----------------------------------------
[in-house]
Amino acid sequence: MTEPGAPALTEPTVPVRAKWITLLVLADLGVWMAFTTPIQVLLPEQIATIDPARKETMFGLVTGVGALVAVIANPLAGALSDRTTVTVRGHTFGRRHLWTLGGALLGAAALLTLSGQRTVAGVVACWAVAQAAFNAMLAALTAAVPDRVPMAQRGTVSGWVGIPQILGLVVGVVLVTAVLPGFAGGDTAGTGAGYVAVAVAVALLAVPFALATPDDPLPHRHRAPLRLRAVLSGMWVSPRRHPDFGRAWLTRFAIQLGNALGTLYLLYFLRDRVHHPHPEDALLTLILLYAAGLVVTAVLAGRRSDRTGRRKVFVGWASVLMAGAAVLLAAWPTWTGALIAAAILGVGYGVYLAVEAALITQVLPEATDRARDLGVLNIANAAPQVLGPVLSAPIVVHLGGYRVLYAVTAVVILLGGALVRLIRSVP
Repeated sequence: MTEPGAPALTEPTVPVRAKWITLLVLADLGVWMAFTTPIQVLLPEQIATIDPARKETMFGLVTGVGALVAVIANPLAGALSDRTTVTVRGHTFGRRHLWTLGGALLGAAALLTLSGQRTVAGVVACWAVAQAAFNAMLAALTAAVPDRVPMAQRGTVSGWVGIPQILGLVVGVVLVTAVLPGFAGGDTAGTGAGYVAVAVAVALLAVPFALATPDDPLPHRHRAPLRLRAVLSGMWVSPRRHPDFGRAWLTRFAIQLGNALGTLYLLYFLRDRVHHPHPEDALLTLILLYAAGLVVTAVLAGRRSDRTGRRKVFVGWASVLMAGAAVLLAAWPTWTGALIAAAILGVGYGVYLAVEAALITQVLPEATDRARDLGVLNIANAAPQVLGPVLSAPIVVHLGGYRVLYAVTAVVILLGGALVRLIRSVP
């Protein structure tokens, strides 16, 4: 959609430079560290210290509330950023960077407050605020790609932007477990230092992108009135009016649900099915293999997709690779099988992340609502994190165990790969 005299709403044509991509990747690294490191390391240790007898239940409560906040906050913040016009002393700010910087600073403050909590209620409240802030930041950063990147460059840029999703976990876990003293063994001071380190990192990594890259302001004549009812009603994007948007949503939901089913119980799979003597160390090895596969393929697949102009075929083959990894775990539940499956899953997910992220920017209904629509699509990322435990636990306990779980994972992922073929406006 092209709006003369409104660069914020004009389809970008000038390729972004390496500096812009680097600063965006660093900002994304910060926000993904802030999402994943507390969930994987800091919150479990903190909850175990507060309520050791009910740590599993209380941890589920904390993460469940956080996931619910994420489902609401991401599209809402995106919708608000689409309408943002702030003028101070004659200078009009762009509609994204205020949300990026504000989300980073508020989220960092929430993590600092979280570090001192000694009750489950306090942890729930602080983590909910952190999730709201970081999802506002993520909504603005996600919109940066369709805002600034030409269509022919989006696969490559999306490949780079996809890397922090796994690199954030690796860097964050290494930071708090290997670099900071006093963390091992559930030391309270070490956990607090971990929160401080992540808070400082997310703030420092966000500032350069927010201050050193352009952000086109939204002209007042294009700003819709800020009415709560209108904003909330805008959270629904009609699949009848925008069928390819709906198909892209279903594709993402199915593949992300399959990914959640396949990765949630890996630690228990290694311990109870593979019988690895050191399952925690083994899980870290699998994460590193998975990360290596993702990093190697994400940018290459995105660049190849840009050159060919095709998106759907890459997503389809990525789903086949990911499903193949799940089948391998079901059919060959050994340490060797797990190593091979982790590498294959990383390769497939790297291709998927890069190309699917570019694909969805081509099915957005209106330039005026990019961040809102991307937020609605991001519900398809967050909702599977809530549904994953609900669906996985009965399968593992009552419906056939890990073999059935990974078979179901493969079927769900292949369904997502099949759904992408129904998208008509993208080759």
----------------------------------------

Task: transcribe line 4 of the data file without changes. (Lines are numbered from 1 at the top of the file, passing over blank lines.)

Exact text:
């Protein structure tokens, strides 16, 4: 959609430079560290210290509330950023960077407050605020790609932007477990230092992108009135009016649900099915293999997709690779099988992340609502994190165990790969 005299709403044509991509990747690294490191390391240790007898239940409560906040906050913040016009002393700010910087600073403050909590209620409240802030930041950063990147460059840029999703976990876990003293063994001071380190990192990594890259302001004549009812009603994007948007949503939901089913119980799979003597160390090895596969393929697949102009075929083959990894775990539940499956899953997910992220920017209904629509699509990322435990636990306990779980994972992922073929406006 092209709006003369409104660069914020004009389809970008000038390729972004390496500096812009680097600063965006660093900002994304910060926000993904802030999402994943507390969930994987800091919150479990903190909850175990507060309520050791009910740590599993209380941890589920904390993460469940956080996931619910994420489902609401991401599209809402995106919708608000689409309408943002702030003028101070004659200078009009762009509609994204205020949300990026504000989300980073508020989220960092929430993590600092979280570090001192000694009750489950306090942890729930602080983590909910952190999730709201970081999802506002993520909504603005996600919109940066369709805002600034030409269509022919989006696969490559999306490949780079996809890397922090796994690199954030690796860097964050290494930071708090290997670099900071006093963390091992559930030391309270070490956990607090971990929160401080992540808070400082997310703030420092966000500032350069927010201050050193352009952000086109939204002209007042294009700003819709800020009415709560209108904003909330805008959270629904009609699949009848925008069928390819709906198909892209279903594709993402199915593949992300399959990914959640396949990765949630890996630690228990290694311990109870593979019988690895050191399952925690083994899980870290699998994460590193998975990360290596993702990093190697994400940018290459995105660049190849840009050159060919095709998106759907890459997503389809990525789903086949990911499903193949799940089948391998079901059919060959050994340490060797797990190593091979982790590498294959990383390769497939790297291709998927890069190309699917570019694909969805081509099915957005209106330039005026990019961040809102991307937020609605991001519900398809967050909702599977809530549904994953609900669906996985009965399968593992009552419906056939890990073999059935990974078979179901493969079927769900292949369904997502099949759904992408129904998208008509993208080759």